Issue 31

Friday, August 01, 2014

Israel News

From grizzly bears to Gaza rockets: Alaskan olim head for Israel

(JTA) – Rebecca Scoggin lived in a lot of places growing up: Juneau, Nome, Fairbanks, Homer, Anchorage. But except for the two years she lived in Seattle after high school, she never lived outside Alaska. At least she hadn’t until a few months ago. Inspired by a Birthright trip she took at age 19, Scoggin decided to pick up and move to Tel Aviv.

As chapter closes, Peres hailed by Knesset

JERUSALEM (JTA) – In the midst of a grinding war in Gaza, a sometimes near-empty Knesset gallery was packed recently for an uplifting moment: what probably was the final political act of Israel’s elder statesman. Shimon Peres – former Israeli prime minister, defense minister, foreign minister and now former president – stood before the Knesset for the last time as a public servant on July 24, just prior to the inauguration of his successor, Reuven Rivlin.


Book Review: Making the text holy

Most scholarly books about the Bible focus on dating the different sections of the work and debating whom the authors might have been. Michael L. Satlow, a professor of Religious studies and Judaic studies at Brown University, addresses a different question in his fascinating and provocative “How the Bible Became Holy” (Yale University Press): When did the biblical text attain sacred status as the word of God?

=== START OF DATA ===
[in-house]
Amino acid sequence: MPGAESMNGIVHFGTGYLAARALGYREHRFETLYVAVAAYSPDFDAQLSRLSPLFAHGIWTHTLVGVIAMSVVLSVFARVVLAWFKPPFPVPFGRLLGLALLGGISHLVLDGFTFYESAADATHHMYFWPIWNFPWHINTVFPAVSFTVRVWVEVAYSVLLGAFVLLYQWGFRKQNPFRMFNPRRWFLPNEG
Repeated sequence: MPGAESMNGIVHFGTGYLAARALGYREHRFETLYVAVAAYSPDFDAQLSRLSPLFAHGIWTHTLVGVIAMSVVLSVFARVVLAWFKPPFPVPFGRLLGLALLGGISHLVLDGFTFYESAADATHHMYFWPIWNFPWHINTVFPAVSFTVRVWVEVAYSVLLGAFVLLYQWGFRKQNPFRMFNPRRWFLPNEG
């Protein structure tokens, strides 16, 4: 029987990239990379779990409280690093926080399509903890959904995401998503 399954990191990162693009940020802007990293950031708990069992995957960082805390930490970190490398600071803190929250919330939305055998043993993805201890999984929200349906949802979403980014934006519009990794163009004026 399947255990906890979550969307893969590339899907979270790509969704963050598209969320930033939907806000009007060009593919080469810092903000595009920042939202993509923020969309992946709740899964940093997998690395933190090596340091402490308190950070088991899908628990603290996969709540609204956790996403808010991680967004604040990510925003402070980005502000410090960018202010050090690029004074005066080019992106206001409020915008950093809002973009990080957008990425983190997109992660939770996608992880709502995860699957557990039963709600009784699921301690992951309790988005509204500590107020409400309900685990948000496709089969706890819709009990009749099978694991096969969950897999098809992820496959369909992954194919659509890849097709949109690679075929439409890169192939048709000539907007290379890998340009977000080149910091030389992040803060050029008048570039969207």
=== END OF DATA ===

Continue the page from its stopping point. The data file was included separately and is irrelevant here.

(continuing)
Nearly lost Yiddish language increasingly popular among Jewish college students

For those who try to get in better touch with their Ashkenazi Jewish heritage by studying Yiddish at the college level, there are challenges – but those can be outweighed by the nachas (pride or pleasure) of rediscovering the nearly lost language.


Invest in Jewish children

My wife, Suzy, and I will never forget our wedding day. It was not just the uplifting ceremony and beautiful party that left an indelible mark. Some life-altering advice that we received from one of our guests informed and shaped our lives from that day forward.


Sneakers on Tisha B’Av: when spirit and letter collide

The wider world of traditional Judaism is moving in fits and starts toward a renegotiation of the terms of halachic observance. At question is the importance of social change in the understanding and application of the legal logic of the sages of old. In the last several years, voices from within the Orthodox fold have raised a formidable challenge to certain established norms of Jewish life and law, especially regarding the possibilities of female religious leadership.

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